Three Black Girlz on Safari: Elephants at the Watering hole, II

Shortly after we started out on our morning drive on the second day at Hwange National Park, we came across a jackal that had just made a kill. It looked up as we approached. From where we had stopped, we could hear the bones breaking as he chomped down on his breakfast. Godfrey thought it probably had been a bird.

Not long after we left the jackal, Sandra spotted an elephant just as it materialized from the bush a few yards from our jeep. Godfrey stopped so we could take her photo. We were so focused on taking photos that we didn’t see another elephant, probably her child or family member, across the path until Sandra called our attention to it.

Elephants at the Watering Hole
This elephant’s not amused

By the time we shifted our attention to the other elephant, the mother had spread her ears so wide, she looked massive. I thought it was an impressive display and a wonderful photo opportunity until Sandra said it was how elephants intimidate a predator or rival. Since elephants are not famous for good eyesight, I’m not sure which she perceived us to be.

Elephants at the Watering Hole
No, she’s definitely not amused!

The day continued to be full of elephant excitement. A herd was already approaching the next watering hole when we arrived.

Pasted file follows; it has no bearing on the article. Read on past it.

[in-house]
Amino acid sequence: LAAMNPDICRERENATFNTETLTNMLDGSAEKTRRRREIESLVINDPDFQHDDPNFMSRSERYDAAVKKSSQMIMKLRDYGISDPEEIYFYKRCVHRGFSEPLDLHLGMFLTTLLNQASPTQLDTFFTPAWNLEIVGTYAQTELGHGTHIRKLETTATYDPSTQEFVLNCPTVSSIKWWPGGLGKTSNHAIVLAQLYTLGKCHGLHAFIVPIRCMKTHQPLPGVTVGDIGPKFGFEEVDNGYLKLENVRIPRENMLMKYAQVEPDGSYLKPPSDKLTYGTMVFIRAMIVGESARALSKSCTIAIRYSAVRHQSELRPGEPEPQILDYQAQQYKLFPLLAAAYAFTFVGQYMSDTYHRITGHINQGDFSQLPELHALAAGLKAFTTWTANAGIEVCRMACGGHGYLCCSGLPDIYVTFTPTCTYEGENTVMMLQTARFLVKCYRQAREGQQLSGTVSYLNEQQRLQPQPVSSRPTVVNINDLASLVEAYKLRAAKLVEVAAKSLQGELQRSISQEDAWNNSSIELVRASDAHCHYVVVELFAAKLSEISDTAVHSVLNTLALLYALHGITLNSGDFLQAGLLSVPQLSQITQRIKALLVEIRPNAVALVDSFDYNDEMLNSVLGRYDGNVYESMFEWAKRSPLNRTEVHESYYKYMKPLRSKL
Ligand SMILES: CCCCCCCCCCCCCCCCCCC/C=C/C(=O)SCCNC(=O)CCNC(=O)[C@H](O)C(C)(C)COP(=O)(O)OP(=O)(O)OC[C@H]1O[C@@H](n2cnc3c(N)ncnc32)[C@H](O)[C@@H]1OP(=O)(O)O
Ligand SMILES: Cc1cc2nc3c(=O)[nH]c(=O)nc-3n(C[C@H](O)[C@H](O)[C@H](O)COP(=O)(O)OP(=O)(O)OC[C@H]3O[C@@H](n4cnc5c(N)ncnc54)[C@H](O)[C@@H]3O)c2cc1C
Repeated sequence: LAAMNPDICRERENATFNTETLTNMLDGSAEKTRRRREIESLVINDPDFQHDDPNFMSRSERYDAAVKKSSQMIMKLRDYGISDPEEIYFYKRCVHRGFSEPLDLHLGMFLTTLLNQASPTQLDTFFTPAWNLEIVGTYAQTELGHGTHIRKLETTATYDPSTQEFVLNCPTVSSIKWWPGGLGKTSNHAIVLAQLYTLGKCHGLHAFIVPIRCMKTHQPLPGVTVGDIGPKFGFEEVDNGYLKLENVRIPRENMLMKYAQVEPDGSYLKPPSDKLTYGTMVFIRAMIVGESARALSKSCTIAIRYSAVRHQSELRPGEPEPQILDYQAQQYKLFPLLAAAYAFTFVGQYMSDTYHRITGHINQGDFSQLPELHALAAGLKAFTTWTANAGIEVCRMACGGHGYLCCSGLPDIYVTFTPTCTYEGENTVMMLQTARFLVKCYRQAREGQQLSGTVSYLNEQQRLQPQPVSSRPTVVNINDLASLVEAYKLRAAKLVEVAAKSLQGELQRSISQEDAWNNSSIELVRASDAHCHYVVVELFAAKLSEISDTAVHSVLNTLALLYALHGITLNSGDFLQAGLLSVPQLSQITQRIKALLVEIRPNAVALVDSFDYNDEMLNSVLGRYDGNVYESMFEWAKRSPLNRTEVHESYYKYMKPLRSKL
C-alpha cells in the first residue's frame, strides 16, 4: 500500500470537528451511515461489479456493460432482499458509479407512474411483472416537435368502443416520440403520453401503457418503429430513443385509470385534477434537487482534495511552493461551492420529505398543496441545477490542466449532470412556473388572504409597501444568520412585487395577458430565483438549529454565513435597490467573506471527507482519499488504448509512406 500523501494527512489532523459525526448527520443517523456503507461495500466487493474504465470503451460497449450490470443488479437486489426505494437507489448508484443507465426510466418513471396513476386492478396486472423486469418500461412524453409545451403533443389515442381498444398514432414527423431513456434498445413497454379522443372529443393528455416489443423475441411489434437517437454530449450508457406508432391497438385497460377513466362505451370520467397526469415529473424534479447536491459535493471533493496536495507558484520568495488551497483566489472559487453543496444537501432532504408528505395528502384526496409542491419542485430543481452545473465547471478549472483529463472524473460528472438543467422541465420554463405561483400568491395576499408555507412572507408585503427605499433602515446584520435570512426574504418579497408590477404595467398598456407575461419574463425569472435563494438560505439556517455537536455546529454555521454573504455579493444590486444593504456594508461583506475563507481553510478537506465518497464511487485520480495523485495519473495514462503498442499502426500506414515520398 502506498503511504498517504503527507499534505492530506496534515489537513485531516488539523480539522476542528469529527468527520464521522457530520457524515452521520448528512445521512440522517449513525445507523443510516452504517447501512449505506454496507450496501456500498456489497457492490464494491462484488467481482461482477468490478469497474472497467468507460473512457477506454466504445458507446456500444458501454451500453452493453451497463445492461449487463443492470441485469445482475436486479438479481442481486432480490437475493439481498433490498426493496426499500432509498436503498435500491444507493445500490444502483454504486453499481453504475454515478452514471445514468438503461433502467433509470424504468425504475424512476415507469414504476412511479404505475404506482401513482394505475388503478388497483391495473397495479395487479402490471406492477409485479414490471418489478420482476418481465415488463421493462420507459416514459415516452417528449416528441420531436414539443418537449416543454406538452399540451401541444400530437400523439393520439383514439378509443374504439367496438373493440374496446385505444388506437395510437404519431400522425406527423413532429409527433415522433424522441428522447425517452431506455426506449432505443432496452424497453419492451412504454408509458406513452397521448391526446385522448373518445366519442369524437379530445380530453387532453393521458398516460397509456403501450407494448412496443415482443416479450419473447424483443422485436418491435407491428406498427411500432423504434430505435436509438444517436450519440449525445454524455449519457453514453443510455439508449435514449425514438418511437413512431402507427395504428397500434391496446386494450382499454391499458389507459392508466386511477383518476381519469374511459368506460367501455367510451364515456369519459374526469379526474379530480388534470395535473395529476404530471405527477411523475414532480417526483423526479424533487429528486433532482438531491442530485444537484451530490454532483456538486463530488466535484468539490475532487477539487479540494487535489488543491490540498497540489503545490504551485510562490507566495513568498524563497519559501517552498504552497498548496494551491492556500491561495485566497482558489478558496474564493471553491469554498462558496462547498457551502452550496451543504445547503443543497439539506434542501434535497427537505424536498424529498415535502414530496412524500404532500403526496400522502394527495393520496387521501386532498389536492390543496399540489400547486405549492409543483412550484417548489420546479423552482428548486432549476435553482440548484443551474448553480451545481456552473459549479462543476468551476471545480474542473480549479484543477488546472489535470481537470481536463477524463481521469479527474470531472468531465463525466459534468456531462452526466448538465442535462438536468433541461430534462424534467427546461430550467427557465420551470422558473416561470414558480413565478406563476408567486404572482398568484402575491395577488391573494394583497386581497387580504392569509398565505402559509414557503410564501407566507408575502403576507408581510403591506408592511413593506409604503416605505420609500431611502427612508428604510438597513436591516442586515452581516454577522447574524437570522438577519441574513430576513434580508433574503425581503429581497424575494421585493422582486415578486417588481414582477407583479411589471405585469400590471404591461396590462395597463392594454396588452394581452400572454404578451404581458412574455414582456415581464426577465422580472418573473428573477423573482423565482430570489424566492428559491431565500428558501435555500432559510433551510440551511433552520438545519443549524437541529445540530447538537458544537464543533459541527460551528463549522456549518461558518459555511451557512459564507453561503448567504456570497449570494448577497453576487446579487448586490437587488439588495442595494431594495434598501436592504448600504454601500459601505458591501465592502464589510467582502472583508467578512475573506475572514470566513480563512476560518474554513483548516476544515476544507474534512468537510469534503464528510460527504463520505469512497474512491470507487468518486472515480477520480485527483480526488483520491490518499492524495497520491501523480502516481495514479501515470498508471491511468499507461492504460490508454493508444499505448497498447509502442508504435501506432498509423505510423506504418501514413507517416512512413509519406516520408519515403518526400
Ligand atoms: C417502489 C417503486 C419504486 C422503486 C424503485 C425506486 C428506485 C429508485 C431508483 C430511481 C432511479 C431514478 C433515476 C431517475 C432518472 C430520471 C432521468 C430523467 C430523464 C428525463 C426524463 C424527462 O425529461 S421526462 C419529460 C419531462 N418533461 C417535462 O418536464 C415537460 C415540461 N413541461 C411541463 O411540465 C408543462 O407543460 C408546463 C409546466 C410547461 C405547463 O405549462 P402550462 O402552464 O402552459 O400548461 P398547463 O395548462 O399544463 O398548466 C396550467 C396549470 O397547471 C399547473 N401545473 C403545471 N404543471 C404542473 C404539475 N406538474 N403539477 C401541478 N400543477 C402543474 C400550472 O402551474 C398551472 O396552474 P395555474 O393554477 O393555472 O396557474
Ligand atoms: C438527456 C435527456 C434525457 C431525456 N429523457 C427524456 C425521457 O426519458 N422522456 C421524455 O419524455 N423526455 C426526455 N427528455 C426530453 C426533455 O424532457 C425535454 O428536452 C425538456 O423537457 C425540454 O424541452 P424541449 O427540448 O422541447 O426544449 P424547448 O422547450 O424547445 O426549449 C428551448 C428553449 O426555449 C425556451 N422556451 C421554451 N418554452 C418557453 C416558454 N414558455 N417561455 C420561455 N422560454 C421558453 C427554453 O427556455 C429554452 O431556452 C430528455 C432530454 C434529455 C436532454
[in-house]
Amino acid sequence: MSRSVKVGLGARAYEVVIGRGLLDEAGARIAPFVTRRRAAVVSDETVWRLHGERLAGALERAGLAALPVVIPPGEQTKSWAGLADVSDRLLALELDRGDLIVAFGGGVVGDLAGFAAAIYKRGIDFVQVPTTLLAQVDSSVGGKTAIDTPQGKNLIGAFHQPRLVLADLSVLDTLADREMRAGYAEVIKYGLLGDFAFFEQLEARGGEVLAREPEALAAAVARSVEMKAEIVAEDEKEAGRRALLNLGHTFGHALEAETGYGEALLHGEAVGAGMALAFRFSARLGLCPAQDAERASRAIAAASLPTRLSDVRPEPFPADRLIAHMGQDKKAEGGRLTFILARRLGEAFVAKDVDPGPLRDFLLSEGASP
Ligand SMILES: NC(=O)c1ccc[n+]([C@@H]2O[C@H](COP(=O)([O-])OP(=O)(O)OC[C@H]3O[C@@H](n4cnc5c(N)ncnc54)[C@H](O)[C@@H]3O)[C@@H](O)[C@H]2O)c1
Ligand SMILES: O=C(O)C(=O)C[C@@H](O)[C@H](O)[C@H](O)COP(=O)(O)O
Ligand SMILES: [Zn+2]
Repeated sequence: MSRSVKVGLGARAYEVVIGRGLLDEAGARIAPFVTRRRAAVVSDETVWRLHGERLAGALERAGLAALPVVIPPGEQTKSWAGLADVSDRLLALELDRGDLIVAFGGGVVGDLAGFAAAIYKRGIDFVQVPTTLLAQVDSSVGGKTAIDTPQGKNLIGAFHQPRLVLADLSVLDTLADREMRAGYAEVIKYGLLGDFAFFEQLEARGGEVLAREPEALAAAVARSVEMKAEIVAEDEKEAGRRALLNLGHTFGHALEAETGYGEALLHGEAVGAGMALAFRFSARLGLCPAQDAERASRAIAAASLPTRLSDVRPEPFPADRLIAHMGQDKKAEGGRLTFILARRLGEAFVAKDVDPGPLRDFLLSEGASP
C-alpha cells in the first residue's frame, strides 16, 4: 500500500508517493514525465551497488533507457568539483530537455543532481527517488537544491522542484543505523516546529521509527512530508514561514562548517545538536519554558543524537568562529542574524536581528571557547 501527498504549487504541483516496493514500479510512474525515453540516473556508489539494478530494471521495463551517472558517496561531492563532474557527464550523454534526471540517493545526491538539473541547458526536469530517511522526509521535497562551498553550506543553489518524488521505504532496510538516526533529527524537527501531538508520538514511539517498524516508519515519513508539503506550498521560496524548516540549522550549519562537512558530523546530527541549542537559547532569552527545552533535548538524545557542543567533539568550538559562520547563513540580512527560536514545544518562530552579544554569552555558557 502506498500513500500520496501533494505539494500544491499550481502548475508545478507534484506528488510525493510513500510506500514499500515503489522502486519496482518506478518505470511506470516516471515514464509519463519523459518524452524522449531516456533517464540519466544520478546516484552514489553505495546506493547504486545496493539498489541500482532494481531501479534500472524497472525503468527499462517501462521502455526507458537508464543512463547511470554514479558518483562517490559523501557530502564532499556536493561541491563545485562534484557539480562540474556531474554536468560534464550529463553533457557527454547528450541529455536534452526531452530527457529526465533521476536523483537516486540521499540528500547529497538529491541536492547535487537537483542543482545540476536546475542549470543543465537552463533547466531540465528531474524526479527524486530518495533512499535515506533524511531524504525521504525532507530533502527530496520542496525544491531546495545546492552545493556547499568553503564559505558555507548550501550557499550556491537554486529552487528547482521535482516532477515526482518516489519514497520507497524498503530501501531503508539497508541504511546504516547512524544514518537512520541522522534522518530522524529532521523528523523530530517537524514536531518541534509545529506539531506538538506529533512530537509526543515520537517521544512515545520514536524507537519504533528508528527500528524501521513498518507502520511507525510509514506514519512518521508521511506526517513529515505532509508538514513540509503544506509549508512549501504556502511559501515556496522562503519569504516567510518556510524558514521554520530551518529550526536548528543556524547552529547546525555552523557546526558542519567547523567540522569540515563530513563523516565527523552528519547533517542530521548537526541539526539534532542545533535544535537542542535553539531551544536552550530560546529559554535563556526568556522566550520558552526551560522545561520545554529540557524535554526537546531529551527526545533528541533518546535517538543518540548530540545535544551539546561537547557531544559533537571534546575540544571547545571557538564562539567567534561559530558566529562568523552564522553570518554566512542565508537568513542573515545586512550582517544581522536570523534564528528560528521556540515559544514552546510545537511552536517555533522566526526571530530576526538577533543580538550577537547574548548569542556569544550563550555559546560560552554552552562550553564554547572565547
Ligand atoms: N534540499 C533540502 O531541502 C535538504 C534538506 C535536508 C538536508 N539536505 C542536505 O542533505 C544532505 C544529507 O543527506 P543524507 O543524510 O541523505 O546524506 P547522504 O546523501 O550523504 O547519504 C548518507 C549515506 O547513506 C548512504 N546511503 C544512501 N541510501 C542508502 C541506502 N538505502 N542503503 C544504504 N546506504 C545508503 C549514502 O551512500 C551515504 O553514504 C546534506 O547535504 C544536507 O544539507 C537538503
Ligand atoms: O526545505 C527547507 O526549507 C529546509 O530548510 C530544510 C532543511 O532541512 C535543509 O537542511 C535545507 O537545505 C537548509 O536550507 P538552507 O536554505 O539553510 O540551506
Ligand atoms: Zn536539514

Elephants at the Watering Hole
Elephant at the watering hole

We watched as babies and mothers wallowed in the mud. Wallowing is the way elephants socialize and the mud acts as a sunscreen. Gee, I thought, even elephants recognize the value of a mud bath! They were clearly enjoying themselves, especially the babies. A few of the mothers would pick up the mud with their trunks and splash it over theirs and their babies’ backs. It was a touching sight.

Elephants at the Watering Hole
Oooh, this feels so good!

After they had finished, the older females formed a semi-circle and one mom started defecating. We’d seen elephants doing that – sometimes even as they walked – but this was different, in appearance as well.

We were shocked when, as soon as she finished, the babies and young ones gathered around and began eating.

Elephants at the Watering Hole

Revolted though we were at the thought of what we were witnessing, we were rooted to our spot until the last baby finished. By then, there was no evidence of the “meal.”

Elephants at the Watering Hole
Cleaning the plate

Godfrey confessed he’d never seen anything like it before but one of the guides in camp explained that it was a condition known as coprophagia. When young animals lack the vital bacteria that aids in digestion, they get it from their parent’s feces.

Isn’t it just amazing how nature has a plan for everything?

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4 comments on “Three Black Girlz on Safari: Elephants at the Watering hole, II

  1. Didn’t know about it until then. Nature is so fascinating!
    How’s postaday going your end?

  2. Hi, postaday isn’t going too bad, but must say your topic seems slightly more interesting than mine! But the weekend’s here, so I’m out walking with my daughter on Sunday, so hopefully be posting some decent photos

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